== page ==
We share the belief that it is long past time for our nation to enact comprehensive immigration reform. We affirm our commitment to work for reform that maintains our commitment to being a welcoming nation that does not close its doors to immigrants, that addresses border security, and that provides a path to normalization of the status of those already living here — the overwhelming majority of whom share the same desires as every generation of American immigrant and refugee families: safety, security, and the opportunity to pursue the promise of the American Dream for themselves and their children. We believe that the United States has the moral responsibility and the capacity to welcome at least as many refugees as we have been doing in recent years, with appropriate and diligent screening.
The approach to addressing these issues that was announced this past week is rooted in a rhetoric of fear and demonization and a policy that treats human beings around the world — including endangered refugees, many of whom are children who are suffering in devastating conditions — as an enforcement problem. We believe that these issues must be approached as a humanitarian matter, with a commitment to the dignity and welfare of all peoples.
Our community knows all too well the suffering that comes when America turns away refugees. We have experienced first-hand the extraordinary contributions that we as immigrants and the children of immigrants have brought to the American endeavor by adding to the prosperity and creativity of our nation. As Jews we came to this country often fleeing danger and oppression, and often we were unwelcome and discriminated against upon our arrival. We came to pursue our hopes, to practice our faith freely, and to realize the promise of America. We must not close our doors to those around the world who seek these same opportunities today.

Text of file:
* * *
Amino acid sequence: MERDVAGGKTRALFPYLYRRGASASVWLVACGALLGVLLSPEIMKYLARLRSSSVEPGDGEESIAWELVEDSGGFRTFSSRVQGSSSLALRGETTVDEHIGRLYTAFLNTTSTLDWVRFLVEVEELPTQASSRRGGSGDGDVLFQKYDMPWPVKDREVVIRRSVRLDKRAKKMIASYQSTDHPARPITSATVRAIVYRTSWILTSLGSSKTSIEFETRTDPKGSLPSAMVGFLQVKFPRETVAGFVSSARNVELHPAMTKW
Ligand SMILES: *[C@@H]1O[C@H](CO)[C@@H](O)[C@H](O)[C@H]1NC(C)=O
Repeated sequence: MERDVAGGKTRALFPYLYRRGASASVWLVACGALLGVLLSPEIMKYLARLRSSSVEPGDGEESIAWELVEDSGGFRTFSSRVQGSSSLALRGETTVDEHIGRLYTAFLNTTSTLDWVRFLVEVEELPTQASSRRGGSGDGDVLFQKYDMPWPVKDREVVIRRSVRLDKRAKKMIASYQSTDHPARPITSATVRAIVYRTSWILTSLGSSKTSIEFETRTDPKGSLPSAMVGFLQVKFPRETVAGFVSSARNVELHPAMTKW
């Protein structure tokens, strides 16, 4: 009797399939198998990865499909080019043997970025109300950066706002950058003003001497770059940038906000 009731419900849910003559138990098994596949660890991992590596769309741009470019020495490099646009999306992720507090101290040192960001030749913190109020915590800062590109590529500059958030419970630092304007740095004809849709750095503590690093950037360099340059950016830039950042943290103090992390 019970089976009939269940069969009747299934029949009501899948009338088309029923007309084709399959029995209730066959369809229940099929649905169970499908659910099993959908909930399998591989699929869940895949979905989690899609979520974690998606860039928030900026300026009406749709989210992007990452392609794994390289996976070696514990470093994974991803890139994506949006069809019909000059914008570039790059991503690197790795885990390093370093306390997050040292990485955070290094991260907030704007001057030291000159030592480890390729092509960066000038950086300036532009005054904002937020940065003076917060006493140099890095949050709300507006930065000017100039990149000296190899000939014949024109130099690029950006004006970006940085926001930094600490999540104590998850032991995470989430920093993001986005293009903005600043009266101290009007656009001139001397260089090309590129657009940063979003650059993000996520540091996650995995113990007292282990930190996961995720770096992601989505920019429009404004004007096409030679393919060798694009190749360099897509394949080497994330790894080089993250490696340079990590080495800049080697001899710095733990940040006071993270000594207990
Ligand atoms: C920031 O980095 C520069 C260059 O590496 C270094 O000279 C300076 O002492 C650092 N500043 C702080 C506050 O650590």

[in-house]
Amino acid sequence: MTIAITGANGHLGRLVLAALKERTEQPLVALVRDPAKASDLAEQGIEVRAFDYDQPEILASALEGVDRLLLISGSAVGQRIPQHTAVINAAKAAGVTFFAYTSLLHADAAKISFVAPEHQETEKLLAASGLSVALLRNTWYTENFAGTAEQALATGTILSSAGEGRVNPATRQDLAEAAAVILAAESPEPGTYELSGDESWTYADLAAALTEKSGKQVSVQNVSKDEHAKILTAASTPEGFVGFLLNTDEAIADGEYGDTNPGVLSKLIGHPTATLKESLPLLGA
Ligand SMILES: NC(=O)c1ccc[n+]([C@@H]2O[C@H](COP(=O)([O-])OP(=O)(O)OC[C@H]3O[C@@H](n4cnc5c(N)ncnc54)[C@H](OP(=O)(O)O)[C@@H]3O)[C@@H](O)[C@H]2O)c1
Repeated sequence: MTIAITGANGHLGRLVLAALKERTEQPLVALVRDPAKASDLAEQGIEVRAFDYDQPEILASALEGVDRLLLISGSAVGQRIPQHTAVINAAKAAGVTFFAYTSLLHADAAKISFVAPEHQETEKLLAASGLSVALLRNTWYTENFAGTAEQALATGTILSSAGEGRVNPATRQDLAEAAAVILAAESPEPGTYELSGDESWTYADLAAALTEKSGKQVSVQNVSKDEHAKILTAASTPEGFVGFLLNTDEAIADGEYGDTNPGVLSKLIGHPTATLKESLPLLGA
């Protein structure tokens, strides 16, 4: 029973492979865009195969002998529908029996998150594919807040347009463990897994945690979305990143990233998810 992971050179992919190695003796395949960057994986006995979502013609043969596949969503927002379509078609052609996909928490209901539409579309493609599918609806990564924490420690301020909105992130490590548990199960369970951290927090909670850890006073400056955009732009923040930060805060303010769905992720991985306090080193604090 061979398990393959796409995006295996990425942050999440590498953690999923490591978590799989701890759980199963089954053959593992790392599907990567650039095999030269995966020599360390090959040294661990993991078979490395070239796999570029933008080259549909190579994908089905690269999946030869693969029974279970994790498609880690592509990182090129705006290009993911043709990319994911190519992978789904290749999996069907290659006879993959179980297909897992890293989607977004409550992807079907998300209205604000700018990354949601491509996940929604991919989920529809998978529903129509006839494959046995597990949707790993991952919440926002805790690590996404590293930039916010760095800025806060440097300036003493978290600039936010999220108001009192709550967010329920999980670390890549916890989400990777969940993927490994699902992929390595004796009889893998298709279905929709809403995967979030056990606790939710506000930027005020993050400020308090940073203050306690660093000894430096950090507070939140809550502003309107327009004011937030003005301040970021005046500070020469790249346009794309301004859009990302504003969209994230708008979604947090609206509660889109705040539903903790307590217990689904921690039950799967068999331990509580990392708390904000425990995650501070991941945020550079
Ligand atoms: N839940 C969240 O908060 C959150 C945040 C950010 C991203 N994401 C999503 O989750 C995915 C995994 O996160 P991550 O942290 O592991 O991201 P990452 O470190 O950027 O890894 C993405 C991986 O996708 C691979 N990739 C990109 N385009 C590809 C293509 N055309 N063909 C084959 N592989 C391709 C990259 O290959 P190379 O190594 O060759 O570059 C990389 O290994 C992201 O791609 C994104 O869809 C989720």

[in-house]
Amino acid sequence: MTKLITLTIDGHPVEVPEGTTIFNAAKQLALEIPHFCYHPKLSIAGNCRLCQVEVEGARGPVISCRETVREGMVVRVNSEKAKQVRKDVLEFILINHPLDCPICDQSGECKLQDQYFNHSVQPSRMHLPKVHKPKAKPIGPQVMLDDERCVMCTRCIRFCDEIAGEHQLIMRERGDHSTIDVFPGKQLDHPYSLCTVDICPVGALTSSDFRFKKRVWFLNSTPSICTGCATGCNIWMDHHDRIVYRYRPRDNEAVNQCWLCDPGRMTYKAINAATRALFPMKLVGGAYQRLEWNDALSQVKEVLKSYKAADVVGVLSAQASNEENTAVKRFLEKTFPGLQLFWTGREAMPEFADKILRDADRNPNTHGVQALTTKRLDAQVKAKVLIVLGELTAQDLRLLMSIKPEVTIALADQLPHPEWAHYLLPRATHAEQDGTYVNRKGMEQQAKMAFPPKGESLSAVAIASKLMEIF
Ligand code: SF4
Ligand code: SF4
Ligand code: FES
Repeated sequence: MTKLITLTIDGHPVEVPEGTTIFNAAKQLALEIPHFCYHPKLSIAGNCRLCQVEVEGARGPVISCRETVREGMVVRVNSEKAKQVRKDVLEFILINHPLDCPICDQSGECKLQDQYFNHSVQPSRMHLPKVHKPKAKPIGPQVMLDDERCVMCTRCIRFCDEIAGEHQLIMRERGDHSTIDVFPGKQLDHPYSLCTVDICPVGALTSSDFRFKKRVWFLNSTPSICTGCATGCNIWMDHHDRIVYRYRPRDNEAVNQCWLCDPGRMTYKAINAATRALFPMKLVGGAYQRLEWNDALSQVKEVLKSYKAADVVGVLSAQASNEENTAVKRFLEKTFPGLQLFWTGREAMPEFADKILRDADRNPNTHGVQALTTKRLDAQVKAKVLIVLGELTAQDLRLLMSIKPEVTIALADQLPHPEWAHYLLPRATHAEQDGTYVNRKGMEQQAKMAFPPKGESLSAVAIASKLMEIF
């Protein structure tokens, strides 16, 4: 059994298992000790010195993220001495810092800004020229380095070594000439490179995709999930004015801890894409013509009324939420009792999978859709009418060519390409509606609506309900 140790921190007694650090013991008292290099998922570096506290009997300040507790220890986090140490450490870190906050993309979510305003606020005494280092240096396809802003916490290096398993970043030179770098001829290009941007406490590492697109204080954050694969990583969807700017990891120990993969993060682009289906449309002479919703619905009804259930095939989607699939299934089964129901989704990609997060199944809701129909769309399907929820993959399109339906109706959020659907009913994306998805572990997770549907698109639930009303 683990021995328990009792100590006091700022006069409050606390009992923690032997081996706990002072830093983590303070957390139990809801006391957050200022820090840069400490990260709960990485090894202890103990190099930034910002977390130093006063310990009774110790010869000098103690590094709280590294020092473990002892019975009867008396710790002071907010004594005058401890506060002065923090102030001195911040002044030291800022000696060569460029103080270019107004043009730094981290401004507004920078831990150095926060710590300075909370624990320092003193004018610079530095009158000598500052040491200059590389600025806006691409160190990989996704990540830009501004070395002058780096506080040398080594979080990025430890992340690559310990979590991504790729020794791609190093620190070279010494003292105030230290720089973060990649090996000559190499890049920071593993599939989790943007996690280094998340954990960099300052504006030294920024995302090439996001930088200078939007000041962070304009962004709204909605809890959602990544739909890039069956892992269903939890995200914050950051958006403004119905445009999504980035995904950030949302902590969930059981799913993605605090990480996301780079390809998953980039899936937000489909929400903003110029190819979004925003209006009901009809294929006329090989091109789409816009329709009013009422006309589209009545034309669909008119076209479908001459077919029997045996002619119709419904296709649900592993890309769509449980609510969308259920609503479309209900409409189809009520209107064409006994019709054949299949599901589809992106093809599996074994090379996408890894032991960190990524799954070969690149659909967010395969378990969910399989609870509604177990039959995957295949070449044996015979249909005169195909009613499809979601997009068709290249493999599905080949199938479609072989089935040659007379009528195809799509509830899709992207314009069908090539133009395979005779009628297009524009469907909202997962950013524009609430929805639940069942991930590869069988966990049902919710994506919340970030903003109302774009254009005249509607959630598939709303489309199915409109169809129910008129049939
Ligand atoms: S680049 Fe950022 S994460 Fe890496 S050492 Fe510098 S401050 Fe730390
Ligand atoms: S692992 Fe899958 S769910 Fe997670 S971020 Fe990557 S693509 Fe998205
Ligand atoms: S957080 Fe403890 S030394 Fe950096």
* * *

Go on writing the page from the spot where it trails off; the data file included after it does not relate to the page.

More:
We reject any effort to shut our nation’s doors on the most vulnerable. We recommit ourselves to the work of protecting and advancing the dignity of all human beings and to preventing suffering in this world.
AJC New England
Anti-Defamation League, New England Region
Boston Jewish Film Festival
Boston Workmen's Circle
Brown students for Israel
Combined Jewish Philanthropies
Congregation Dorshei Tzedek
The David Project
Gateways: Access to Jewish Education
Hillel Council of New England
JCC Greater Boston
Jewish Alliance for Law and Social Action
Jewish Arts Collaborative
Jewish Big Brothers Big Sisters
Jewish Community Housing for the Elderly
Jewish Community Relations Council of Greater Boston
Jewish Family and Children's Services
Jewish Family Service of Metrowest
Jewish Labor Committee, New England
Jewish Vocational Service
JUMP (Justice and Unity in Mideast Policy)
Massachusetts Board of Rabbis
Mayyim Hayyim Living Waters Community Mikveh and Education Center
Minyan Kol Rinah
Moishe Kavod House
New Israel Fund
Synagogue Council of Massachusetts
Temple Beth Avodah, Newton
Temple Beth Shalom of Needham
Temple Emunah, Lexington
Temple Israel of Boston
Temple Shalom of Newton
Temple Shir Tikvah, Winchester
Vilna Shul, Boston's Center for Jewish Culture
Yad Chessed Fund, Inc.